The energy companies and advocates for shale gas though are not convincing the wider public. While 48% of people oppose changing the threshold of seismic activity at which hydraulic fracturing must cease, 31% said they didn't know and the same number said they didn't know if the:- 'Traffic Light System' was too stringently or loosely regulated.

The main sources for information about shale gas extraction are from environmental non-Governmental organisations such as:- Friends of the Earth, Greenpeace, the National Trust, and Campaign for the Protection of Rural England with 48% using this source 'sometimes' or 'often.'

Only 12% of people said they trusted shale gas industry groups or firms to provide information about fracking and only 11% said they want the UK Government to make the decisions about shale gas extraction sites. 41% of participants want decisions for planning consent to be taken at the local level (eg Council planning).

The most trusted sources of information are the British Geological Survey (61%) and University scientists (59%), supporting the need for further independent research into the environmental impact of shale gas extraction.

Professor Patrick Devine-Wright from the University of Exeter and the Principal Investigator on the dynamics of public attitudes to shale gas project says:- "It is clear from the public attitudes survey that people lack trust in the shale gas industry. While some people have already made up their minds, many others are unsure about specific details or policies. This indicates a need to provide better quality information and scientific evidence that people can trust. The UK energy industry and Government must address these public concerns and lack of trust about shale gas extraction. Community engagement and support is vital to tackle the environment and climate emergency and we will not make progress unless people feel they can trust the information provided or have a voice in decision-making."

The survey shows that overall opposition to shale gas extraction currently stands at 56% with 32% in support and 12% said don't know. Shale gas as an energy option for the UK is currently only slightly more supported (31%) than Russian pipeline imports (24%) compared to 70% for UK offshore gas fields, 59% for UK onshore drilling without hydraulic fracturing and 50% for European imports.

Dr Darrick Evensen at the University of Edinburgh who led on the survey says:- "This is the most comprehensive and rigorous study of public attitudes on shale gas extraction in the UK to date. Due to this being a longitudinal survey, we will be able to track how public support changes over time at national, Regional and local levels, and the relationship between support and key issues, such as trust and perceptions of regulations that govern the fracking industry. We will conduct a further survey in 2020 to investigate opinion change over time amongst the same participants. We also intend to investigate how social media affects public attitudes to shale gas and conduct local case study research in communities directly impacted by proposals for exploratory drilling."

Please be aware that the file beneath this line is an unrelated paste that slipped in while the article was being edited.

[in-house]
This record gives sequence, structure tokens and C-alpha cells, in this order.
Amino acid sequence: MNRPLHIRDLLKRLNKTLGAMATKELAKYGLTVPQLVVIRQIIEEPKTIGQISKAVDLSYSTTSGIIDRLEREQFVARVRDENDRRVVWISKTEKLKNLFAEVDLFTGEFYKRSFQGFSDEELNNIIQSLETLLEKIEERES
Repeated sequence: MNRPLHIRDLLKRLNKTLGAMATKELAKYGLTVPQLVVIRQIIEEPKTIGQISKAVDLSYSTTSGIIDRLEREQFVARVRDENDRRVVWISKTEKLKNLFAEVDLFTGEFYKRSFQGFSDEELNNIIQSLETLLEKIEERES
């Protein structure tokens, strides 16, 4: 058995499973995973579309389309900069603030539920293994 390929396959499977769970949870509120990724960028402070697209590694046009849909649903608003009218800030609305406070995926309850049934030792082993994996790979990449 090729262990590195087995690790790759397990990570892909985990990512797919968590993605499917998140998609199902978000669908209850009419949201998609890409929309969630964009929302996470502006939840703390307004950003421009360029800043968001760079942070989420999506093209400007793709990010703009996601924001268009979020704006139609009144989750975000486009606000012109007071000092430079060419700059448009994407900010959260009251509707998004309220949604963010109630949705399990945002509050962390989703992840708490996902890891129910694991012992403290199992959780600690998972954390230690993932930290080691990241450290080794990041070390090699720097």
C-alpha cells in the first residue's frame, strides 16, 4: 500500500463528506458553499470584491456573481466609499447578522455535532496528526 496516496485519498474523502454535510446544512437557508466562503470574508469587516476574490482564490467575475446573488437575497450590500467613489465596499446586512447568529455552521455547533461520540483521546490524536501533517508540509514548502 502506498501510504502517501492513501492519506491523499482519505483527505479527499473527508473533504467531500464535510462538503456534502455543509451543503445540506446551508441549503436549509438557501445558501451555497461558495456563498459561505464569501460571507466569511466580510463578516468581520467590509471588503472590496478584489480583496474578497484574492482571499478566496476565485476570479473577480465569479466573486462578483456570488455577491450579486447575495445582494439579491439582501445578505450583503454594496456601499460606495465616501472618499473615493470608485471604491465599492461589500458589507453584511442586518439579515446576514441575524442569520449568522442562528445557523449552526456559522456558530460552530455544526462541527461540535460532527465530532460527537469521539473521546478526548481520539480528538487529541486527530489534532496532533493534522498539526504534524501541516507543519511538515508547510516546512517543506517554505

The Government's own public attitudes survey on energy shows opposition to shale gas extraction at its highest levels since 2014 due to concerns about destruction of the natural environment, risk of earthquakes and safety. (Department for Business, Energy and Industrial Strategy Public Attitudes Tracker, March 2019 - Wave 29)

In the UK National Survey of Public Attitudes 2019, the Government's Sovereign Wealth Fund is shown to have little impact on public support for fracking. The fund was designed to ensure revenues generated by shale gas extraction would benefit communities in the north of England where the main sites for fracking have been identified. In the public attitudes survey, 65% of respondents did not change their opinion of shale gas extraction following presentation of information about the Treasury's Sovereign Wealth Fund, whilst 15% became more supportive. 20% of participants actually became less supportive of shale gas extraction following the presentation of information, suggesting that the SWF may be perceived to be a bribe by these people.

Patrick Devine-Wright says:- "The UK Government has put more emphasis on a policy that offers direct financial benefits to shale gas communities to secure their support, rather than giving them a strong say in the decision making process about whether shale gas drilling should go ahead. Our findings show, for the 1st time, that only a small number of people (15%) are swayed by this incentive, and some people actually become more opposed to shale gas extraction. These findings provide much for both the shale gas industry and Government to reflect on, in particular why there is so little public trust in industry and how we can build a sustainable energy strategy that has the support of society as a whole."

The UK National Survey of Public Attitudes 2019 is part of part of the Unconventional Hydrocarbons in the UK Energy System Programme to improve the understanding of unconventional hydrocarbon development in the UK. The overarching objective of the research programme, jointly funded by the Natural Environment Research Council and Economic and Social Research Council, is to significantly improve the scientific evidence base on shale gas as a potential energy resource for the UK as well as develop our understanding of the governance, public and political support and impact on wider society.

The ASSIST (Attitudes to Shale gaS In Space and Time) project aims to shed light on how public attitudes and community responses to shale gas unfold over time at national, Regional and local levels. It is led by academics at Exeter, Stirling, Edinburgh, Heriot Watt and Cardiff Universities. The survey was led by Dr Darrick Evensen (University of Edinburgh) with contributions from the project team, and carried out by YouGov using an online panel with 2,777 participants broadly representing the population of England, Wales, Scotland and Northern Ireland.

More information is available online at:- UKUH.Org.

We would like our readers thoughts on this.  Please do email us your views via:- News24@SouthportReporter.Com.